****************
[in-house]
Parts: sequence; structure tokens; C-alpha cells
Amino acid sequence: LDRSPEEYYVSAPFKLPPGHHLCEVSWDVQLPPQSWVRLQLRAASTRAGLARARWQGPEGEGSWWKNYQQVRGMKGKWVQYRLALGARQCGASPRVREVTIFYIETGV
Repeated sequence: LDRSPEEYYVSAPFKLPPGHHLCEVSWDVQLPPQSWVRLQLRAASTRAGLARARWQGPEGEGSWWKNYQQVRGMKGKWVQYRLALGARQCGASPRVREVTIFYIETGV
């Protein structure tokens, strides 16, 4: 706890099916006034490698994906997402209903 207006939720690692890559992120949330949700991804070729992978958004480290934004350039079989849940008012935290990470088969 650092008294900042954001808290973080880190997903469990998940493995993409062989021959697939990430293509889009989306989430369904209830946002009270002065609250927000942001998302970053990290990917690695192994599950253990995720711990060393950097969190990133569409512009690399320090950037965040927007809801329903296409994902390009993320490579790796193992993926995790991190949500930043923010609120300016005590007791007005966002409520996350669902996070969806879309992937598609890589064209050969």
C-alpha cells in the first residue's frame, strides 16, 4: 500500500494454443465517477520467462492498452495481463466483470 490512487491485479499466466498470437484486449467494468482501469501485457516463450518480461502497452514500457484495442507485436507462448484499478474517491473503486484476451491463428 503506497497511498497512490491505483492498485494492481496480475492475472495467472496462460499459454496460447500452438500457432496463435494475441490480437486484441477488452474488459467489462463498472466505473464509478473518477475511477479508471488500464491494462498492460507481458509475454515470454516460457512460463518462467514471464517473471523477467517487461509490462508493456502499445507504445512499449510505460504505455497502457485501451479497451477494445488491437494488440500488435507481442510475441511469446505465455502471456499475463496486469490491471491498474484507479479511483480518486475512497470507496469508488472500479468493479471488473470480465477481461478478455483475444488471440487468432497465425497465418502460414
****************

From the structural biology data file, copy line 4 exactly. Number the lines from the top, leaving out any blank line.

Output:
Repeated sequence: LDRSPEEYYVSAPFKLPPGHHLCEVSWDVQLPPQSWVRLQLRAASTRAGLARARWQGPEGEGSWWKNYQQVRGMKGKWVQYRLALGARQCGASPRVREVTIFYIETGV